The Varmintcam is perfect for capturing pictures of crows, squirrels, chickens, and the most unflattering views of Kevin and me I have ever seen. It’s either me bending over, or Kevin straining to lift something, or me picking my nose, or Kevin scratching that one part of him that always seems to itch. No matter what we’re doing, we always look fat.
Once, the camera caught him peeing in the woods, but that was a set-up.
What the Varmintcam doesn’t often catch is varmints. We’ve gotten some coyote pictures, and one good one of a raccoon’s rear end, but that’s been about it. So you can imagine my excitement when this one came up:
I have a special affinity for opossums, having had a stuffed one when I was a kid. From an adult vantage, it’s hard for me to imagine the meeting where the people at the stuffed animal company decided to make an opossum.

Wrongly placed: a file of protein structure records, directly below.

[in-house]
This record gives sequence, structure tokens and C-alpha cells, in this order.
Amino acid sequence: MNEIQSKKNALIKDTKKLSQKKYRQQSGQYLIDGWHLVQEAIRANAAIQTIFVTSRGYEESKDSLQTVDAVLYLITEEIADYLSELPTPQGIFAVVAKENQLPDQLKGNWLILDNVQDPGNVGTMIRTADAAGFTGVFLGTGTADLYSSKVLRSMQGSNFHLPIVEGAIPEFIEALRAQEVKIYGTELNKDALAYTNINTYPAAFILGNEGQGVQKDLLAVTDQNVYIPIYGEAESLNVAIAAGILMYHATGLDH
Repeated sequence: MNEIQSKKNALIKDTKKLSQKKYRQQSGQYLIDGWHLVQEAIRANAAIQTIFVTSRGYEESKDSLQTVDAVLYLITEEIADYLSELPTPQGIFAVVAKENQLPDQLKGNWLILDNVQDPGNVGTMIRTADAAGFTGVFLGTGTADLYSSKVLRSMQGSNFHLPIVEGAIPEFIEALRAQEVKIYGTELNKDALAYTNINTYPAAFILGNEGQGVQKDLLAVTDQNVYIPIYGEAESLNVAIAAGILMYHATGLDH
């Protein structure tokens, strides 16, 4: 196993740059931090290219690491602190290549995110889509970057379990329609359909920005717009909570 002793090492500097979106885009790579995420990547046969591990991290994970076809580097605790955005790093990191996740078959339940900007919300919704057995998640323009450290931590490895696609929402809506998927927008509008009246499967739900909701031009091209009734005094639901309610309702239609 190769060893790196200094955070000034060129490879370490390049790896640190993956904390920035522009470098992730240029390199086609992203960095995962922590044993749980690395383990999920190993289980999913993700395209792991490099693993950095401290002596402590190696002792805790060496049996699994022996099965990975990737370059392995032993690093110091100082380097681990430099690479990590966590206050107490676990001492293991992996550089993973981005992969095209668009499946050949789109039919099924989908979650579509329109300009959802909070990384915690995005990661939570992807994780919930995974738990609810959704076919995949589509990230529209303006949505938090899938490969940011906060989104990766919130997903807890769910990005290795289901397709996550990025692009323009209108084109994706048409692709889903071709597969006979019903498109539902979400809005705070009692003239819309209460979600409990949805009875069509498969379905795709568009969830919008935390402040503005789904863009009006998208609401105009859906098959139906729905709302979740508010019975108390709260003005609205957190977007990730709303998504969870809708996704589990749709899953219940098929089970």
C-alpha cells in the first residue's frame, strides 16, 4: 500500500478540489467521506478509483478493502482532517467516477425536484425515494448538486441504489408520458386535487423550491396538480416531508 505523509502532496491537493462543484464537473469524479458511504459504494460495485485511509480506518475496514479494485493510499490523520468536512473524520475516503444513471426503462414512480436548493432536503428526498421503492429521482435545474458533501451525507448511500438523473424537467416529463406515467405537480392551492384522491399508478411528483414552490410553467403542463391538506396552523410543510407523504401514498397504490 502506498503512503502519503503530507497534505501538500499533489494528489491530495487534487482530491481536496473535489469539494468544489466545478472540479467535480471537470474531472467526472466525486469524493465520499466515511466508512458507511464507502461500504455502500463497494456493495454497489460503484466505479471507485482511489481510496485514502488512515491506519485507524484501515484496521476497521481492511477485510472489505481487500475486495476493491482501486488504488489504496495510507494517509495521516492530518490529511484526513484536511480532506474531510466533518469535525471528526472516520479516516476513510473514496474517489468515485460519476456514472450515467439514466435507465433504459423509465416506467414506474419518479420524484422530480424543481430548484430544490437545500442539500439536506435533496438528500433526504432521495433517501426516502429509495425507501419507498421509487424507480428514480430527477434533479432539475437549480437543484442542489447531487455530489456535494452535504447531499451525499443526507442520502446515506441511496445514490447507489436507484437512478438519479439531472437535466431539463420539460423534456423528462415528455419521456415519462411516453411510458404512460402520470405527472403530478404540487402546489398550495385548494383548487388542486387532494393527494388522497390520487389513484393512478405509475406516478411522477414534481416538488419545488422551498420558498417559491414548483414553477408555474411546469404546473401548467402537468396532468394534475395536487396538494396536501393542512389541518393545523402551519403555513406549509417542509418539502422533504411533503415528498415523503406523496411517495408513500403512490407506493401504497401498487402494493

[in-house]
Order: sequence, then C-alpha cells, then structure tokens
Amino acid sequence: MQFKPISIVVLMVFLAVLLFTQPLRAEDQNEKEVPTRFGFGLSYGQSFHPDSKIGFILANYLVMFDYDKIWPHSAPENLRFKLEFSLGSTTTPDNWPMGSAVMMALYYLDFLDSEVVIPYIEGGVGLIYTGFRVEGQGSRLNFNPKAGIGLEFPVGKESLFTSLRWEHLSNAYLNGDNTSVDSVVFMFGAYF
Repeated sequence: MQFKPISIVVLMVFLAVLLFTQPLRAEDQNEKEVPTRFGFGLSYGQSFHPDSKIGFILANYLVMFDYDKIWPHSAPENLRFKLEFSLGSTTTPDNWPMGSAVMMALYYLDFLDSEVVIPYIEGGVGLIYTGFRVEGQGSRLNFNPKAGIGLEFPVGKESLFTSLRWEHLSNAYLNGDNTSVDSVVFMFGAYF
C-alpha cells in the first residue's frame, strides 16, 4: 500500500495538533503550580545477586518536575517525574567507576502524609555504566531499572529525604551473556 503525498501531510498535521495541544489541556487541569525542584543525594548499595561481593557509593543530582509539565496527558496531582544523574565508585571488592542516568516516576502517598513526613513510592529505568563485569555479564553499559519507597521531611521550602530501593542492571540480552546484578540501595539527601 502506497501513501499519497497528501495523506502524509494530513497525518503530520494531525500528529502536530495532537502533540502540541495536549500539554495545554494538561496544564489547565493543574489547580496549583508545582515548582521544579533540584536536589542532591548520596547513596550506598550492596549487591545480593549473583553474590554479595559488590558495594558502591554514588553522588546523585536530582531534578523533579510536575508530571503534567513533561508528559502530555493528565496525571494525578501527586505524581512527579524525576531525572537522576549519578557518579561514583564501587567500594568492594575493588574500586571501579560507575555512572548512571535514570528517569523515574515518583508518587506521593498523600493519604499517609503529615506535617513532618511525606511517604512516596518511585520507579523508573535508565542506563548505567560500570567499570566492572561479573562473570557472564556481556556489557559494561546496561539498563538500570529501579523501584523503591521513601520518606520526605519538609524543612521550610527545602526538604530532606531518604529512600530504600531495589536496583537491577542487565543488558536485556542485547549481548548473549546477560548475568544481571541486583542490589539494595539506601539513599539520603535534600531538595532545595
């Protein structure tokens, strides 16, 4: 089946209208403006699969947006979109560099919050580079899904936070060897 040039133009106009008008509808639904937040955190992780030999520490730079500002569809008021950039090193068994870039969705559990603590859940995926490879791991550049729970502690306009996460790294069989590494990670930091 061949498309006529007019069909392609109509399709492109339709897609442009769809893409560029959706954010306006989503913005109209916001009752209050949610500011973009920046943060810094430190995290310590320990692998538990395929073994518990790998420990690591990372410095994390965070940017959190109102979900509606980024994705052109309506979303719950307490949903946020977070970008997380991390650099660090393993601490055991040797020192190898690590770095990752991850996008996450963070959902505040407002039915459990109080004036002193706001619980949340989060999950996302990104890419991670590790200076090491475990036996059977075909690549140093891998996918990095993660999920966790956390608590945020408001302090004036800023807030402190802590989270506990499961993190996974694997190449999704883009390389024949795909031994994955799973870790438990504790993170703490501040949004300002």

“How about a teddy bear?” one of them suggested.
“Nah, too cute and cuddly,” said another. “We want some realism here.”
So they went with a bad-tempered marsupial with scraggly fur and a long, hairless tail. I understand this was in addition to their line of maggots, slugs, and grubs.
However it came to be, I had a stuffed opossum. It was pretty dreadful to begin with, but after a few weeks its fur started coming out in clumps, so it looked like it was going through chemotherapy. Eventually it went completely bald.
Oddly, I remember it its being my favorite stuffed animal of all time. I named it, imaginatively, Pos, and carried it around with me until it was so shabby as to be unrecognizable. That was about forty years ago, so I can’t rely on my memory, but it seems to me that my childhood stuffed opossum looked remarkably like the one sniffing around the compost pile.
Some of the other stuffed animals that populated my childhood were a panda, an alligator, and my brother Aaron’s green pig, which my brother Jake and I used to stuff down Aaron’s baritone horn.
I don’t remember any teddy bears.